"Adebayor's challenge on Van Persie looks very bad. You ask 100 people, 99 will say it's very bad and the 100th will be Mark Hughes."
With that sideways swipe at the Manchester City manager, Arsène Wenger launched into a blistering attack on his former striker, Emmanuel Adebayor, who was yesterday charged with violent conduct by the Football Association relating to his apparent stamp on Robin van Persie during Saturday's ill-tempered match at Eastlands. The FA also charged Adebayor with improper conduct for his goal celebration in front of the Arsenal fans.
Of the foul, which left Van Persie nursing facial and hand wounds, Wenger said yesterday: "He deserved to be charged. When I saw it on video I was shocked. I think it was a very bad challenge, surprisingly bad. With human beings you can never rule anything out, good or bad, but I didn't expect him to do that. When you go to the head, you are always scared for people. You never know how it will affect their health."
City have until 6pm today to respond to the violent conduct charge which was laid after referee Mark Clattenberg confirmed he had not seen the incident and would have dismissed Adebayor if he had. If found guilty, Adebayor will receive a three-match ban. This would rule him out of the weekend's Manchester derby, a match for which Hughes is already without Robinho and, probably, Carlos Tevez. He would also miss a Carling Cup tie against Fulham and the Premier League visit of West Ham.
After the match, Adebayor claimed: "I was trying to kick the ball. My feet touch his head. I feel sorry for him. Straight away, and at the end of the game, I said sorry."
Van Persie subsequently issued a statement in which he denied any such apology was forthcoming and said he was "sad and disappointed" by Adebayor's "mindless and malicious stamp". The Dutchman added: "He set out to hurt me. I do feel lucky that I have not received a greater injury. The contact was only centimetres from my eye."
Wenger – who said Adebayor had not been in touch with the club – added he backed Van Persie's powerful choice of words. He said: "If somebody stamps on your head in that way, you wouldn't say, 'thank you very much' and turn the other cheek. Only Jesus Christ did that."
Wenger added: "I believe he did it on purpose." When asked if he had any doubt that there was malice intended, the Arsenal manager said: "Well, why do you think the FA charged him? I've watched football for 20 years, I played football, and I know when you have mastered your body's movements, in a fraction of a second you can injure somebody, or not injure somebody, and you ease off or you leave in.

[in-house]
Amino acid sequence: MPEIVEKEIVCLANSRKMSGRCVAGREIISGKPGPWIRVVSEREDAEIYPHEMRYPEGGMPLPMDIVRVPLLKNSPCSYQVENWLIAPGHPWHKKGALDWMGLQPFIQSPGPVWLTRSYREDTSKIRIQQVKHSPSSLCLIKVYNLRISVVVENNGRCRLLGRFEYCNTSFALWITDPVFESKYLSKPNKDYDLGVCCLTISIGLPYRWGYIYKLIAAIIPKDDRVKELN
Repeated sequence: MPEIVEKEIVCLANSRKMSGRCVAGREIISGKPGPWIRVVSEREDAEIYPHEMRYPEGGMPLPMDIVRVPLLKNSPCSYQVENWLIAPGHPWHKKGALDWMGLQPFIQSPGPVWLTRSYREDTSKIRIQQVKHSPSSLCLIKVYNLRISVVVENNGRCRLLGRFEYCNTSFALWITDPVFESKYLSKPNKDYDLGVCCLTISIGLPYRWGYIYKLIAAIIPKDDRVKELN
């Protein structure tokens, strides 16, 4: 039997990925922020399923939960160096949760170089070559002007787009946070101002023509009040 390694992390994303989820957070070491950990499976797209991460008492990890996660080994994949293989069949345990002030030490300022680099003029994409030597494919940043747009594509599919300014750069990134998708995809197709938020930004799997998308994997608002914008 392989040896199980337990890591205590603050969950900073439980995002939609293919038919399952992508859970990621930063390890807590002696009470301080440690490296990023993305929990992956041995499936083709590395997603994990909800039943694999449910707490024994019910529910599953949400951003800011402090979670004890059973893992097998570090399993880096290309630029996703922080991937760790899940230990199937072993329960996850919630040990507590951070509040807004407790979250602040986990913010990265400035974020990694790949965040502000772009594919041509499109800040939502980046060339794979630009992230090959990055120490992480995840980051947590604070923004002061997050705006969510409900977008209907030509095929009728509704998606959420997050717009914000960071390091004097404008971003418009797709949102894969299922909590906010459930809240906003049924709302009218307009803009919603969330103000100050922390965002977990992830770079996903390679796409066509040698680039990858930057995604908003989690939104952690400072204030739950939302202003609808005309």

"In England, you have many cases where the players leave in, less now than 10 years ago. Then, there were challenges where if you did that in the street you would go to jail."
Adebayor's challenge was not, he said, akin to the tackle by Martin Taylor, of Birmingham, which put Arsenal's Eduardo out of the game for a year. After that Eduardo did not issue a condemnatory statement but Wenger said: "You have more doubt in that case, in my opinion. In Eduardo's case, it was an act of clumsiness and timing. I don't think the two things are comparable."
Having transformed Adebayor from a raw £4m talent to a £25m forward, Wenger said he was saddened at the player's attitude towards Arsenal. "I was surprised and shocked there was such animosity, as in a few years he will realise Arsenal have been great for him. In the long term he will realise Arsenal was a very positive influence in his life."
Wenger, who was speaking ahead of Arsenal's Champions League tie against Standard Liège, would not comment on Adebayor's pre-match assertion that Wenger had forced him out because Arsenal needed the transfer fee, but he did say: "In going to Manchester City I don't think [Adebayor] has gone short of money."
A separate date will be arranged for a commission to consider the charge of improper conduct against Adebayor. City are more likely to contest this charge. The issue has been clouded after a City fan made a complaint to Greater Manchester Police over Van Persie's own goal celebration. It is alleged he mouthed a swear word towards the home fans. The police say they will speak to the supporter and then decide whether to investigate. The police and both clubs have also been asked by the FA to identify supporters involved in any violent and aggravating behaviour with a view to them being prosecuted. One steward received a head injury.Reuse content